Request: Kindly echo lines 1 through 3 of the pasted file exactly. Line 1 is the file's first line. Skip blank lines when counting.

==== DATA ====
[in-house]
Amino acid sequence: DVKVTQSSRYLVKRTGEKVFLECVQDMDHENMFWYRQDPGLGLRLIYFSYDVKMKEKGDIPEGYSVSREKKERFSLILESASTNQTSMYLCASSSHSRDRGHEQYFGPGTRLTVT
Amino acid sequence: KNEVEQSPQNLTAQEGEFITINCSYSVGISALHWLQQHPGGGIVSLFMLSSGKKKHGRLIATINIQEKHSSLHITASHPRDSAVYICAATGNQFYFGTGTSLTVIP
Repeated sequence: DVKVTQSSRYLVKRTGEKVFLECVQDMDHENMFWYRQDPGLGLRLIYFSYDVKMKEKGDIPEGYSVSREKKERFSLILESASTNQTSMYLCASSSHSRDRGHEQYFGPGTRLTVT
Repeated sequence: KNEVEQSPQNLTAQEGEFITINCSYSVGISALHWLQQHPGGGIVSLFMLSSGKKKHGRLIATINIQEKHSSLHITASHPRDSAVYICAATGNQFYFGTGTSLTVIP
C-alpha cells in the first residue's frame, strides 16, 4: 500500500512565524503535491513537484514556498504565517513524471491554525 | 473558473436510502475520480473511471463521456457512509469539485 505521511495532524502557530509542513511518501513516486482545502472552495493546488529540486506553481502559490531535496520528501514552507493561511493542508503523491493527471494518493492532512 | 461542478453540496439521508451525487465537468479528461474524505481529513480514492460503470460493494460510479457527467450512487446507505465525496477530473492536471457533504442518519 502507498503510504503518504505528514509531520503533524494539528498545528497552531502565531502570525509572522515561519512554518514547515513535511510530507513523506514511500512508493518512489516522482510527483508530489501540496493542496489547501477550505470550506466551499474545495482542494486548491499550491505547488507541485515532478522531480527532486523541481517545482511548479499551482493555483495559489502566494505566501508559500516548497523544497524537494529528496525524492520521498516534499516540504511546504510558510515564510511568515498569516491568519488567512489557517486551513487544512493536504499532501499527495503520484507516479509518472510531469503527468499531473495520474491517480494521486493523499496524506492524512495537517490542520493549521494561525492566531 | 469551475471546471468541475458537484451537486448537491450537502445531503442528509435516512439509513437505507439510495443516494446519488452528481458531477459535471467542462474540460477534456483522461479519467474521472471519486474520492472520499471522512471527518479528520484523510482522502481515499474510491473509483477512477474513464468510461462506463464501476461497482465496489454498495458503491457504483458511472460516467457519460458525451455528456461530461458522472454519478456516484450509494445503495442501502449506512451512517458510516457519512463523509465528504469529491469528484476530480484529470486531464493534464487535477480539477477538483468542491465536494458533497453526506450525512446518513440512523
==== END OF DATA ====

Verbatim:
[in-house]
Amino acid sequence: DVKVTQSSRYLVKRTGEKVFLECVQDMDHENMFWYRQDPGLGLRLIYFSYDVKMKEKGDIPEGYSVSREKKERFSLILESASTNQTSMYLCASSSHSRDRGHEQYFGPGTRLTVT
Amino acid sequence: KNEVEQSPQNLTAQEGEFITINCSYSVGISALHWLQQHPGGGIVSLFMLSSGKKKHGRLIATINIQEKHSSLHITASHPRDSAVYICAATGNQFYFGTGTSLTVIP